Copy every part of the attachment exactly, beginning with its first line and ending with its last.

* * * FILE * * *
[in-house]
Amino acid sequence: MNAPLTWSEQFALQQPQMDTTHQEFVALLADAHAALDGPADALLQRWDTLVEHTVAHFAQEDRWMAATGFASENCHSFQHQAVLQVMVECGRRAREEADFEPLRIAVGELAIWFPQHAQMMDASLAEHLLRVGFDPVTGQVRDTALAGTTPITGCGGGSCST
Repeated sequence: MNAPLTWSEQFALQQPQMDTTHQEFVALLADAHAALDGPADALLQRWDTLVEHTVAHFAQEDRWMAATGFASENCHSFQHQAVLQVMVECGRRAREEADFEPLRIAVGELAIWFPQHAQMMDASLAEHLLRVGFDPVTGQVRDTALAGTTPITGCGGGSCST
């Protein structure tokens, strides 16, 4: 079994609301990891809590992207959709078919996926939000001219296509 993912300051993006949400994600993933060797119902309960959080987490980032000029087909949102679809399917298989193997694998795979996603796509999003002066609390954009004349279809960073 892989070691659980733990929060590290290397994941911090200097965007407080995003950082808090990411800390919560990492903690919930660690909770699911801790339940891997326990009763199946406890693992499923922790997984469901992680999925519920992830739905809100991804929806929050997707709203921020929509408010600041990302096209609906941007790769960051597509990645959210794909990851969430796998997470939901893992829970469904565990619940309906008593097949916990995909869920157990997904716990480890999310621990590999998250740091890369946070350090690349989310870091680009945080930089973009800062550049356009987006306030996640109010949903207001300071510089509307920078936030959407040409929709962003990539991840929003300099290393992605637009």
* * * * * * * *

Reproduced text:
[in-house]
Amino acid sequence: MNAPLTWSEQFALQQPQMDTTHQEFVALLADAHAALDGPADALLQRWDTLVEHTVAHFAQEDRWMAATGFASENCHSFQHQAVLQVMVECGRRAREEADFEPLRIAVGELAIWFPQHAQMMDASLAEHLLRVGFDPVTGQVRDTALAGTTPITGCGGGSCST
Repeated sequence: MNAPLTWSEQFALQQPQMDTTHQEFVALLADAHAALDGPADALLQRWDTLVEHTVAHFAQEDRWMAATGFASENCHSFQHQAVLQVMVECGRRAREEADFEPLRIAVGELAIWFPQHAQMMDASLAEHLLRVGFDPVTGQVRDTALAGTTPITGCGGGSCST
């Protein structure tokens, strides 16, 4: 079994609301990891809590992207959709078919996926939000001219296509 993912300051993006949400994600993933060797119902309960959080987490980032000029087909949102679809399917298989193997694998795979996603796509999003002066609390954009004349279809960073 892989070691659980733990929060590290290397994941911090200097965007407080995003950082808090990411800390919560990492903690919930660690909770699911801790339940891997326990009763199946406890693992499923922790997984469901992680999925519920992830739905809100991804929806929050997707709203921020929509408010600041990302096209609906941007790769960051597509990645959210794909990851969430796998997470939901893992829970469904565990619940309906008593097949916990995909869920157990997904716990480890999310621990590999998250740091890369946070350090690349989310870091680009945080930089973009800062550049356009987006306030996640109010949903207001300071510089509307920078936030959407040409929709962003990539991840929003300099290393992605637009």